The Forest Service and the Department of the Interior Monday terminated contracts with the owners of 33 aging firefighting aircraft, saying their airworthiness can no longer be assured.
The surprise decision comes in the wake of three crashes involving such older aircraft between 1994 and 2002. Forest Service Chief Dale Bosworth said the aircraft -- some of them more than 60 years old -- an "unacceptable risk" to those who fly them, firefighters on the ground and people who live in areas threatened by wildfires.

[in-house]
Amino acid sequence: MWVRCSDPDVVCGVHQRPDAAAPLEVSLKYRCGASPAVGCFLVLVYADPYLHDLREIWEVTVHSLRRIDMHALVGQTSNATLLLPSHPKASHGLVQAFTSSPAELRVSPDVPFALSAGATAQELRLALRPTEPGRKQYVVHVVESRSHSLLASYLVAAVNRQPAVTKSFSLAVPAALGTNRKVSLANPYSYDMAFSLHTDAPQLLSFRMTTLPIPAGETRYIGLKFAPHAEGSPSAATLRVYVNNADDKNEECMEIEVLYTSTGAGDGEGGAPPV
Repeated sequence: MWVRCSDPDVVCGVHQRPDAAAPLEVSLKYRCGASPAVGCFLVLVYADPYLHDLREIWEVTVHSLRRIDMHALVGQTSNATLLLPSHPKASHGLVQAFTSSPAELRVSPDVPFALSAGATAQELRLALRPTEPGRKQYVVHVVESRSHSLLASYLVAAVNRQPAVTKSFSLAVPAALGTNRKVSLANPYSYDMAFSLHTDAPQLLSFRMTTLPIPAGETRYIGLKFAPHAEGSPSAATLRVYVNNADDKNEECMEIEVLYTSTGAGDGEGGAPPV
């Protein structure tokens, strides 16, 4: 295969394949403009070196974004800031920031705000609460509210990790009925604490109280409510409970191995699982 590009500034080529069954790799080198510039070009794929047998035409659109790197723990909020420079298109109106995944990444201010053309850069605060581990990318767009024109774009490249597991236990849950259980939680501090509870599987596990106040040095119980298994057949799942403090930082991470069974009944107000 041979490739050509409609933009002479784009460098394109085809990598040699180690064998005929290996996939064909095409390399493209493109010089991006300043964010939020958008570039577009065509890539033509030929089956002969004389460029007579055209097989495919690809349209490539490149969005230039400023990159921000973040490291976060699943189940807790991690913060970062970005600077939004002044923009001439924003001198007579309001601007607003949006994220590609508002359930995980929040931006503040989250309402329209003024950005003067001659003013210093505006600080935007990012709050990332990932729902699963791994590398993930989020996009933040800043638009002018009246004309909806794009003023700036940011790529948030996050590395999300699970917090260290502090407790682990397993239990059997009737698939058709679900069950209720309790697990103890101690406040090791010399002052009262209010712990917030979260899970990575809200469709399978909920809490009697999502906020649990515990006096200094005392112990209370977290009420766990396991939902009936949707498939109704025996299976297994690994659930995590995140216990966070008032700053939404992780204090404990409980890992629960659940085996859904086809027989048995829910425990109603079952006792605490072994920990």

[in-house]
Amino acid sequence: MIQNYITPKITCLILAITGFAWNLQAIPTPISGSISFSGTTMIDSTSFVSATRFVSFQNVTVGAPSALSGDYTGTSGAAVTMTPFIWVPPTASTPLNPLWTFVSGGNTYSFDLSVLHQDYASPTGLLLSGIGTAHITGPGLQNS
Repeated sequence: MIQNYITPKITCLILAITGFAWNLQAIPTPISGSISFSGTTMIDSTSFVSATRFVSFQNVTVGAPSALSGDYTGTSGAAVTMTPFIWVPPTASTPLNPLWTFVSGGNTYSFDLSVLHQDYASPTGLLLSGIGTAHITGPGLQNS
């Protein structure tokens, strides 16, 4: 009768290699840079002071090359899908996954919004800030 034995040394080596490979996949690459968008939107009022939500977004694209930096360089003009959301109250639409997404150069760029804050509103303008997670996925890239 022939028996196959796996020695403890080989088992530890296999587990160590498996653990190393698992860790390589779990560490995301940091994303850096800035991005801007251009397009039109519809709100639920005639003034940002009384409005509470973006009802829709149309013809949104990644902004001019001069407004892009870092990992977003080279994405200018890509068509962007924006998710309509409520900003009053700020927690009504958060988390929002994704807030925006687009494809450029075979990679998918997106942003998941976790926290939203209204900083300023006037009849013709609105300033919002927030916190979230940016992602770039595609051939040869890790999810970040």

The aging planes include the DC-4, DC-7 and P-3.
The Forest Service had grounded tankers in 2002, after two firefighting aircraft went down while on the job in California and Colorado. In both cases, wings folded on the aircraft as they were in flight.
Most of the aircraft suspended two years ago were reinstated to flying status after they were inspected by the Energy Department's Sandia National Laboratory in Albuquerque (NM). But last month, the NTSB reported that maintenance and inspection programs were not adequate.
Boeing Flown: 701,702,703;717;720;721,722;731,732,733,734,735,737,738,739;741,742,743,744,747SP;752,753;762,763;772,773.